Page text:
Arizona v. Evans, 514 U.S. 1, 16 (1995)

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O'Connor, J., concurring

officer was not acting objectively reasonably when he relied upon the police computer record. Application of the Leon framework supports a categorical exception to the exclusionary rule for clerical errors of court employees. See Leon, supra, at 916-922; Sheppard, supra, at 990-991.5

The judgment of the Supreme Court of Arizona is therefore reversed, and the case is remanded to that court for proceedings not inconsistent with this opinion.

It is so ordered.

Justice O'Connor, with whom Justice Souter and Justice Breyer join, concurring.

The evidence in this case strongly suggests that it was a court employee's departure from established recordkeeping procedures that caused the record of respondent's arrest warrant to remain in the computer system after the warrant had been quashed. Prudently, then, the Court limits itself to the question whether a court employee's departure from such established procedures is the kind of error to which the exclusionary rule should apply. The Court holds that it is not such an error, and I agree with that conclusion and join the Court's opinion. The Court's holding reaffirms that the exclusionary rule imposes significant costs on society's law enforcement interests and thus should apply only where its deterrence purposes are "most efficaciously served," ante, at 11.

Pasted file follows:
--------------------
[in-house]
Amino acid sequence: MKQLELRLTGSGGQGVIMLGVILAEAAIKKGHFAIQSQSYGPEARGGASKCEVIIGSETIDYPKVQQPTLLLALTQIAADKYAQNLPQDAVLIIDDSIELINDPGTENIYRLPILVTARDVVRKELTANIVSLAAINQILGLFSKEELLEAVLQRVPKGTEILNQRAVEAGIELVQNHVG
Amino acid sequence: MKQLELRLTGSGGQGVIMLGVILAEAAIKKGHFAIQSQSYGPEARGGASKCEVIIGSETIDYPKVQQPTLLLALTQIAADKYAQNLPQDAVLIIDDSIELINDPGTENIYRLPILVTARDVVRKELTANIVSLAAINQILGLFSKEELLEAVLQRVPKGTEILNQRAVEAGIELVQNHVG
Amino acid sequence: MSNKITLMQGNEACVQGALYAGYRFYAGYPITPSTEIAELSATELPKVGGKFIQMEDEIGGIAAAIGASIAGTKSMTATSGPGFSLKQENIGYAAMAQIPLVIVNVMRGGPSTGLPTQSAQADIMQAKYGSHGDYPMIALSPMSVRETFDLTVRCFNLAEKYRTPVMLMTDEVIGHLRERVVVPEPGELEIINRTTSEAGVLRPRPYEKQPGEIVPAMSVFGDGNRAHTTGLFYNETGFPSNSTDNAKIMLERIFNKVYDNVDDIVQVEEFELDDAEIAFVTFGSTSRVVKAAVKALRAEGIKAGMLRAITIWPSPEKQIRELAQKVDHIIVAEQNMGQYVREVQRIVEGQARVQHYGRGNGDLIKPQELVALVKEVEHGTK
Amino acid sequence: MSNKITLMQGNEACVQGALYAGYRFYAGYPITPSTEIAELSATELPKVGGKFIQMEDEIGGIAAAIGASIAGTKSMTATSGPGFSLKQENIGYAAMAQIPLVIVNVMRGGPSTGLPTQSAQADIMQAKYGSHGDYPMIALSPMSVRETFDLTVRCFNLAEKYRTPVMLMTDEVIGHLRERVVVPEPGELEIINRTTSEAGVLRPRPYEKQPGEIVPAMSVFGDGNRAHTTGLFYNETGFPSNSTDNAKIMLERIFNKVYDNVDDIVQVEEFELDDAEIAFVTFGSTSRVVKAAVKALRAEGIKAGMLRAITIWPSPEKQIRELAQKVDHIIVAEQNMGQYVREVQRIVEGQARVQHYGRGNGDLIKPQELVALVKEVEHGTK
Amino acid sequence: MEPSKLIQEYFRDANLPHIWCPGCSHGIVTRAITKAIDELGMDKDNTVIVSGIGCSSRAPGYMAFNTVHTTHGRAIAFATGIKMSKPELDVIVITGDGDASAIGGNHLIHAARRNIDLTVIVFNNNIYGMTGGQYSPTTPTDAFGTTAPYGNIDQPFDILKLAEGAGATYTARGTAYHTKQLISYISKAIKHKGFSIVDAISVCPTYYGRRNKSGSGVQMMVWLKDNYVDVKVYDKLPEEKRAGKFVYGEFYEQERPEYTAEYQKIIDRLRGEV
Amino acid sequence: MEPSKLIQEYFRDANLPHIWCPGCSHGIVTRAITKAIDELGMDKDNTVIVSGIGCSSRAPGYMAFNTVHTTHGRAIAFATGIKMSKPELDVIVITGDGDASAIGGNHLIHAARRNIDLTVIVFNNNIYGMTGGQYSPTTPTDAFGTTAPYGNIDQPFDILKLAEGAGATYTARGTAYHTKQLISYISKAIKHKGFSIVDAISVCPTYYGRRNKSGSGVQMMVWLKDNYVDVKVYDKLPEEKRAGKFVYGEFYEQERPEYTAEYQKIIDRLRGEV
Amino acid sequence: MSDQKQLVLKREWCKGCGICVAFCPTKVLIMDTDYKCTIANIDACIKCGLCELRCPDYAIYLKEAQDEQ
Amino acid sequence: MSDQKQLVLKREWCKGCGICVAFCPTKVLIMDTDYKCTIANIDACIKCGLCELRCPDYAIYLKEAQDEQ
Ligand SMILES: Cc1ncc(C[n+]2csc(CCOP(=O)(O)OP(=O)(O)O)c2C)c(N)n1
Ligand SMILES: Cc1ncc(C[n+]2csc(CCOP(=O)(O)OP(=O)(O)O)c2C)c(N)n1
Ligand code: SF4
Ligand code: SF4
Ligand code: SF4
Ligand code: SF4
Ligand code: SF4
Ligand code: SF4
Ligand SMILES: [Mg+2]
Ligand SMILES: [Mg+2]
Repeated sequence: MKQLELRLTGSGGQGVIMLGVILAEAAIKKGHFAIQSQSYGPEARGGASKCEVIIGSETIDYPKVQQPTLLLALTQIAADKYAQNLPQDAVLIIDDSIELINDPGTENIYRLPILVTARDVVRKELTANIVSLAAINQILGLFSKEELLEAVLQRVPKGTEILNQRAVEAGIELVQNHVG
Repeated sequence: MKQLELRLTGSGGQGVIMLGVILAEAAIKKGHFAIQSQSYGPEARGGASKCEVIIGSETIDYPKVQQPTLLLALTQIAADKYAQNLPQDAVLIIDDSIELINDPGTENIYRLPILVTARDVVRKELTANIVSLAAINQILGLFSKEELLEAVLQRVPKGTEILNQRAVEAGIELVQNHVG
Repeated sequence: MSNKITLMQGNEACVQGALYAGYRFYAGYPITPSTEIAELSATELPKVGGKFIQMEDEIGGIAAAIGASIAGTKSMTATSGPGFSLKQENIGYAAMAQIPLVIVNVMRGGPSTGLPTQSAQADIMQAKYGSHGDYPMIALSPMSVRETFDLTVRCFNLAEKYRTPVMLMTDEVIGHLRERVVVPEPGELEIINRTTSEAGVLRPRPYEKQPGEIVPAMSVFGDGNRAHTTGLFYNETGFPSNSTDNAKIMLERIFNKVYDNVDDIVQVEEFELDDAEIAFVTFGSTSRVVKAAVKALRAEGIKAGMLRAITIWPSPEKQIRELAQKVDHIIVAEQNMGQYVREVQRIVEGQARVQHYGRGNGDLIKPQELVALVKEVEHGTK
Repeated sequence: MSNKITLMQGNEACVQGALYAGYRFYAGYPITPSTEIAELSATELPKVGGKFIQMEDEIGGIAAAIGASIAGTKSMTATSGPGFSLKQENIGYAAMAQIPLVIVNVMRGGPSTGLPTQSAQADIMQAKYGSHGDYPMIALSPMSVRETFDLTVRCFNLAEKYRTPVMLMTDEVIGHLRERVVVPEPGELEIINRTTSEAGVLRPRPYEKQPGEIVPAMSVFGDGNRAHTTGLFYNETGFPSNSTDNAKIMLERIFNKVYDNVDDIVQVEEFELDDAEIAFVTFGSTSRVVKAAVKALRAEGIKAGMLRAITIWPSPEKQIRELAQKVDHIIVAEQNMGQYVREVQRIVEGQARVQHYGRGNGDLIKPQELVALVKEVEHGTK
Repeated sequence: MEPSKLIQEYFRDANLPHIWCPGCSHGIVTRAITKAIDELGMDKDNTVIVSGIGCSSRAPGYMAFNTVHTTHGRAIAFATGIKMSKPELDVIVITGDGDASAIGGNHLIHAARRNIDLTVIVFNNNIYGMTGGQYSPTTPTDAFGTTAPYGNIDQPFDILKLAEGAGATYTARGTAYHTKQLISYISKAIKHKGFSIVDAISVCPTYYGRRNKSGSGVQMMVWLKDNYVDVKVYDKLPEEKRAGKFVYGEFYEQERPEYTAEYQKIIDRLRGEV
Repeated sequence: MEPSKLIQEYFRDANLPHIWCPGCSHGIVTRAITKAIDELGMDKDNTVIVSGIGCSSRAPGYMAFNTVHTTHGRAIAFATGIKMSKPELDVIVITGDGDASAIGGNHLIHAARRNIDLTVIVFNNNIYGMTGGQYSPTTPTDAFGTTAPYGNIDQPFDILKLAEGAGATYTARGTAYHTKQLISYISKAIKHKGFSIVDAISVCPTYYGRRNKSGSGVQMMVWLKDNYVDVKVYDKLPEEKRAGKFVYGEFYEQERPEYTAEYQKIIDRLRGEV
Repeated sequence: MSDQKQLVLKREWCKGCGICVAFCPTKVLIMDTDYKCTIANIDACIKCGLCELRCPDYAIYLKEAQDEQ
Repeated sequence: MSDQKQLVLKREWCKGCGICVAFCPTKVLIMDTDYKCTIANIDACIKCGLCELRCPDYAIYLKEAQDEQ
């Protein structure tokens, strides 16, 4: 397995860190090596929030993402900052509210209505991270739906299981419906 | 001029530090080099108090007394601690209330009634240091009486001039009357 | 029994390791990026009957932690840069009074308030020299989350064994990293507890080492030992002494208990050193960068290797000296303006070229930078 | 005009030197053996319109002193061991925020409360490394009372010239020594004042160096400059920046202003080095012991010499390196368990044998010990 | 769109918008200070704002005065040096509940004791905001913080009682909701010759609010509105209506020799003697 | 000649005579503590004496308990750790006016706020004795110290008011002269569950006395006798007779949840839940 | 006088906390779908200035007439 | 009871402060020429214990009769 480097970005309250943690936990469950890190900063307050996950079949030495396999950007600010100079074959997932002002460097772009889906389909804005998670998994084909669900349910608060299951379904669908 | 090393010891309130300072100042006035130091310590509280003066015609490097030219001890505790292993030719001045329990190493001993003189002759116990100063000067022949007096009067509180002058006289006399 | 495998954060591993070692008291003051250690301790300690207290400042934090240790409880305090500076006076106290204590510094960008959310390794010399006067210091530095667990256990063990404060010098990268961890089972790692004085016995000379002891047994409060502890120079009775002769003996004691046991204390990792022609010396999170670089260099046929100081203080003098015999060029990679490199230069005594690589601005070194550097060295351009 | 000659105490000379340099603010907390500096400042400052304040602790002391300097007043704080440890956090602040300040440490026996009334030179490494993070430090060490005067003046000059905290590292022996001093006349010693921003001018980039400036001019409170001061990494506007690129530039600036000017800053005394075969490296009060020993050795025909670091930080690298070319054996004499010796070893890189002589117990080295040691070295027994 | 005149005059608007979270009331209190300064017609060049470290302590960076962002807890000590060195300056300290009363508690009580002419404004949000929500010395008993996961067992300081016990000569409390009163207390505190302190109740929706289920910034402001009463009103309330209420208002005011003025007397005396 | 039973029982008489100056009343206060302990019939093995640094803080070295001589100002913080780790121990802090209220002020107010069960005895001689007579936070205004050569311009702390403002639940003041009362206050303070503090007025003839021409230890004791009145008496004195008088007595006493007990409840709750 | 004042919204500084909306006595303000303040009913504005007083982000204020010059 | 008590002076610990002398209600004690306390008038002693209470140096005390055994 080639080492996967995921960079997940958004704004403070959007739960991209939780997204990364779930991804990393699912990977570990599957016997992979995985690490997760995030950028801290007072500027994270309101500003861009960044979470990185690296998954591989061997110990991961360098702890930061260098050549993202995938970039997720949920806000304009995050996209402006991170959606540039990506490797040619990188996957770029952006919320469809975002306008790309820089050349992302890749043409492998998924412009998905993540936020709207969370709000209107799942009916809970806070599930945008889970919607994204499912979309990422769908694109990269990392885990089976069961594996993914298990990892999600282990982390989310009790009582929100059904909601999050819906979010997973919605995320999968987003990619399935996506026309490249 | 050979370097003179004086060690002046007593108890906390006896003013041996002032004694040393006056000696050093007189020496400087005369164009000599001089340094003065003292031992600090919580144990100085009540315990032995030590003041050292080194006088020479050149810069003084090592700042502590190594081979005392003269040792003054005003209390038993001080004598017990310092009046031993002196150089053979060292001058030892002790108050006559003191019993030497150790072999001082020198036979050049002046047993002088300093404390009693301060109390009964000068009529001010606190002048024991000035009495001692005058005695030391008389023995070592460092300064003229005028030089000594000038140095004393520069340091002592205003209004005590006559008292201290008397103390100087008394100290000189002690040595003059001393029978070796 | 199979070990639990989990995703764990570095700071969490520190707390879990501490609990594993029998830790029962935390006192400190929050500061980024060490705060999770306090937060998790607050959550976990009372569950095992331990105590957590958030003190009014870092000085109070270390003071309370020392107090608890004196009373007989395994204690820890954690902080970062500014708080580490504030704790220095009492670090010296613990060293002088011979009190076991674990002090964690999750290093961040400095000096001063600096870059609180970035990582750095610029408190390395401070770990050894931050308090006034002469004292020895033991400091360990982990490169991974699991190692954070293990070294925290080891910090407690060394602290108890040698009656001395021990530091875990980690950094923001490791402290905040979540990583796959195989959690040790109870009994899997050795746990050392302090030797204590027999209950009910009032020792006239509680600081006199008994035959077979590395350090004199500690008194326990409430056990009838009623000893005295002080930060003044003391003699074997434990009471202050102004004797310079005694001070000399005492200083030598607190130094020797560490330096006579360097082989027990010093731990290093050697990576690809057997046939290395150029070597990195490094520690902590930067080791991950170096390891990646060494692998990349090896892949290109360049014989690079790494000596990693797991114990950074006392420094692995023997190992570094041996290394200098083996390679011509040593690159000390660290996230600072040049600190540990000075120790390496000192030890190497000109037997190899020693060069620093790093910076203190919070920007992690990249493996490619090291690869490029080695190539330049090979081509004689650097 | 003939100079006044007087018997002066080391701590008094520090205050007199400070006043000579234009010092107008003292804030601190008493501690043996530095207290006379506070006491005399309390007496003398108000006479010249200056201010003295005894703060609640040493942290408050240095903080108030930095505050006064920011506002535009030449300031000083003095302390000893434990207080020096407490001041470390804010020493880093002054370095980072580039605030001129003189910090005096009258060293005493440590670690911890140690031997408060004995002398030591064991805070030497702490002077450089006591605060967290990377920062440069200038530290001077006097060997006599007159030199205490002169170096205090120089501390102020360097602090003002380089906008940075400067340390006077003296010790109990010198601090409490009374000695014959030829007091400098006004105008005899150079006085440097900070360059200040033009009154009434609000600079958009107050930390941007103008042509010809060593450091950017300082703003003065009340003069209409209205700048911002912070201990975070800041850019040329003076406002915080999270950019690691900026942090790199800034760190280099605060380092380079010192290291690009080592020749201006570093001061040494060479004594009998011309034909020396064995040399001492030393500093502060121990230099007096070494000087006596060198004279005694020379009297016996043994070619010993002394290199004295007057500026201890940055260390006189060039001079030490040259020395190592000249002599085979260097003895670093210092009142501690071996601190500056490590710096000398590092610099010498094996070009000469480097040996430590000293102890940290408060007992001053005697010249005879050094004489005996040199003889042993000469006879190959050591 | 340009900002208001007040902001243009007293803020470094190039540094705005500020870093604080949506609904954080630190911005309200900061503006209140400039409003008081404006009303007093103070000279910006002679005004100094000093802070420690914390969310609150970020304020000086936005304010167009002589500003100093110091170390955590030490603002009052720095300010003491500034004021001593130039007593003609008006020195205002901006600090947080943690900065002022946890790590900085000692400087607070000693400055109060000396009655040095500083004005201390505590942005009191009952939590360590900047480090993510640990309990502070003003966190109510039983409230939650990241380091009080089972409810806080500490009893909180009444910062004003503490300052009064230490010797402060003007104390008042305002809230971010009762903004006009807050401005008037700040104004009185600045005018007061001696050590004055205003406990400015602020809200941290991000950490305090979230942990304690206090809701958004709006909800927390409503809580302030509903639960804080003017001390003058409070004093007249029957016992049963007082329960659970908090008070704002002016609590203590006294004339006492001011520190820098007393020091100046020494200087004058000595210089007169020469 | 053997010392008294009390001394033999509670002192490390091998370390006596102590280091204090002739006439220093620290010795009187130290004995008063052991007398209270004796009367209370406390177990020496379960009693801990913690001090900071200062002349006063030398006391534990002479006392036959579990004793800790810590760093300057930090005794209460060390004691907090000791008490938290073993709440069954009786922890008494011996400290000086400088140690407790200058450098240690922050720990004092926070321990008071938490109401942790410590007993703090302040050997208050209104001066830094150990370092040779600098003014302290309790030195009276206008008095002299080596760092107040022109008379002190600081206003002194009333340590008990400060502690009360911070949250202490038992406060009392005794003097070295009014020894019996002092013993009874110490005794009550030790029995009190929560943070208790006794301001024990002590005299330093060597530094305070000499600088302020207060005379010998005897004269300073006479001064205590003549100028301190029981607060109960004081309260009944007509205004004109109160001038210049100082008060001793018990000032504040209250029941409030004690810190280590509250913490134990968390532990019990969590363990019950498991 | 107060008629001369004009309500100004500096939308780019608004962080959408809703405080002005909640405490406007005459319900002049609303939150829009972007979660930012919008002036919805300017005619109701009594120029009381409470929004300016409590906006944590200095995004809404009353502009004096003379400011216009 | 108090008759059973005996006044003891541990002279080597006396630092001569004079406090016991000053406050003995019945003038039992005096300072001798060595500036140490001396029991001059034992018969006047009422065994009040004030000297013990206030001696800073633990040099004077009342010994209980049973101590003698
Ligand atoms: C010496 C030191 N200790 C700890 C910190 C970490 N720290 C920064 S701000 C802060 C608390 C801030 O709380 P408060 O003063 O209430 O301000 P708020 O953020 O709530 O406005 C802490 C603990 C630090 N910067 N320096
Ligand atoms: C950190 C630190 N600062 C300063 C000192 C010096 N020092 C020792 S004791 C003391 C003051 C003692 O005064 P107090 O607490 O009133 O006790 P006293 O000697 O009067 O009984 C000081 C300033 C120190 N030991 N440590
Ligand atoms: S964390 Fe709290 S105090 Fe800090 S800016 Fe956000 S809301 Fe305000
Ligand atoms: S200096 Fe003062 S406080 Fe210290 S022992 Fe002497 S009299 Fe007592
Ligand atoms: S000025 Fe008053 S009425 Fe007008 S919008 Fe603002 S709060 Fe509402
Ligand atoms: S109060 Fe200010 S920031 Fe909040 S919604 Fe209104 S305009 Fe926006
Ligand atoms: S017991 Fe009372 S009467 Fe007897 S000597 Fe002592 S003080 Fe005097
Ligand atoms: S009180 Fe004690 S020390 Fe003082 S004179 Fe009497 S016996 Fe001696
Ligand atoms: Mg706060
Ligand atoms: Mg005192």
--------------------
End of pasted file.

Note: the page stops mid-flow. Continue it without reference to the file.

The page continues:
In limiting itself to that single question, however, the Court does not hold that the court employee's mistake in this case was necessarily the only error that may have occurred and to which the exclusionary rule might apply. While the

5 The Solicitor General, as amicus curiae, argues that an analysis similar to that we apply here to court personnel also would apply in order to determine whether the evidence should be suppressed if police personnel were responsible for the error. As the State has not made any such argument here, we agree that "[t]he record in this case . . . does not adequately present that issue for the Court's consideration." Brief for United States as Amicus Curiae 13. Accordingly, we decline to address that question.

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